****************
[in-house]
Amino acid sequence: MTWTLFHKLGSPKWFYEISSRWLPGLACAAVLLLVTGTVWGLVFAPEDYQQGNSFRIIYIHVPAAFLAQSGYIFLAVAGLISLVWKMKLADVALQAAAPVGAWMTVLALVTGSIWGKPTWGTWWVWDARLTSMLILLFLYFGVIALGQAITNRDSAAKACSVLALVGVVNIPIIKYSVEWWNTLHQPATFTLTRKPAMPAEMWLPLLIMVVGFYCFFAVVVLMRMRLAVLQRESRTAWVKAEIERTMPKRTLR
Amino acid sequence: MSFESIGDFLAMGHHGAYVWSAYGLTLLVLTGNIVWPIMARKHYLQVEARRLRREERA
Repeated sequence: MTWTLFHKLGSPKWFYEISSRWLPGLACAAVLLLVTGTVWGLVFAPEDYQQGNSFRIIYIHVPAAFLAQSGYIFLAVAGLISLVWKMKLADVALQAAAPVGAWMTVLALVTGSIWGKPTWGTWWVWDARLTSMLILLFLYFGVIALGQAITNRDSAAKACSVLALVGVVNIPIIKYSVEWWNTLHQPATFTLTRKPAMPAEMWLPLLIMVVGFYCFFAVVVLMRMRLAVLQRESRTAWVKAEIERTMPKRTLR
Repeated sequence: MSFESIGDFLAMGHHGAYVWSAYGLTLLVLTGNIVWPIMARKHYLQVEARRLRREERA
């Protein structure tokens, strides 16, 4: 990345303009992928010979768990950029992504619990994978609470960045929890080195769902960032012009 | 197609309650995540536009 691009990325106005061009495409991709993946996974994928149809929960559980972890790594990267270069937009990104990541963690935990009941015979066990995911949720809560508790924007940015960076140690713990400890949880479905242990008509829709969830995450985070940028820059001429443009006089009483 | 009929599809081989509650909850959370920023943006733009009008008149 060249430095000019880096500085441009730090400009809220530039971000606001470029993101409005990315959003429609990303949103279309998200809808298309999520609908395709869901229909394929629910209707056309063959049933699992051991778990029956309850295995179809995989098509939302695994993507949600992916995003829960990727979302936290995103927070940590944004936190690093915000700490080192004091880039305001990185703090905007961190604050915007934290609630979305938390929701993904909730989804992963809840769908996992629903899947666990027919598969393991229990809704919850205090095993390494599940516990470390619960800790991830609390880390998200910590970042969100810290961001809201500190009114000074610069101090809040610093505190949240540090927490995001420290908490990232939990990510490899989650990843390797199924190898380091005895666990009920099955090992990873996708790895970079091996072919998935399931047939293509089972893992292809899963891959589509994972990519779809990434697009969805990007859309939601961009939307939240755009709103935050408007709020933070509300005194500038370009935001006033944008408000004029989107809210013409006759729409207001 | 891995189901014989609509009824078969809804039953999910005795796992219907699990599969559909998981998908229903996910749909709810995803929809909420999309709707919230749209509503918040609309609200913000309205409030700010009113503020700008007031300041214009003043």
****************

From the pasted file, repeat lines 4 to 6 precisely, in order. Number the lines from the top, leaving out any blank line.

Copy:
Repeated sequence: MTWTLFHKLGSPKWFYEISSRWLPGLACAAVLLLVTGTVWGLVFAPEDYQQGNSFRIIYIHVPAAFLAQSGYIFLAVAGLISLVWKMKLADVALQAAAPVGAWMTVLALVTGSIWGKPTWGTWWVWDARLTSMLILLFLYFGVIALGQAITNRDSAAKACSVLALVGVVNIPIIKYSVEWWNTLHQPATFTLTRKPAMPAEMWLPLLIMVVGFYCFFAVVVLMRMRLAVLQRESRTAWVKAEIERTMPKRTLR
Repeated sequence: MSFESIGDFLAMGHHGAYVWSAYGLTLLVLTGNIVWPIMARKHYLQVEARRLRREERA
């Protein structure tokens, strides 16, 4: 990345303009992928010979768990950029992504619990994978609470960045929890080195769902960032012009 | 197609309650995540536009 691009990325106005061009495409991709993946996974994928149809929960559980972890790594990267270069937009990104990541963690935990009941015979066990995911949720809560508790924007940015960076140690713990400890949880479905242990008509829709969830995450985070940028820059001429443009006089009483 | 009929599809081989509650909850959370920023943006733009009008008149 060249430095000019880096500085441009730090400009809220530039971000606001470029993101409005990315959003429609990303949103279309998200809808298309999520609908395709869901229909394929629910209707056309063959049933699992051991778990029956309850295995179809995989098509939302695994993507949600992916995003829960990727979302936290995103927070940590944004936190690093915000700490080192004091880039305001990185703090905007961190604050915007934290609630979305938390929701993904909730989804992963809840769908996992629903899947666990027919598969393991229990809704919850205090095993390494599940516990470390619960800790991830609390880390998200910590970042969100810290961001809201500190009114000074610069101090809040610093505190949240540090927490995001420290908490990232939990990510490899989650990843390797199924190898380091005895666990009920099955090992990873996708790895970079091996072919998935399931047939293509089972893992292809899963891959589509994972990519779809990434697009969805990007859309939601961009939307939240755009709103935050408007709020933070509300005194500038370009935001006033944008408000004029989107809210013409006759729409207001 | 891995189901014989609509009824078969809804039953999910005795796992219907699990599969559909998981998908229903996910749909709810995803929809909420999309709707919230749209509503918040609309609200913000309205409030700010009113503020700008007031300041214009003043």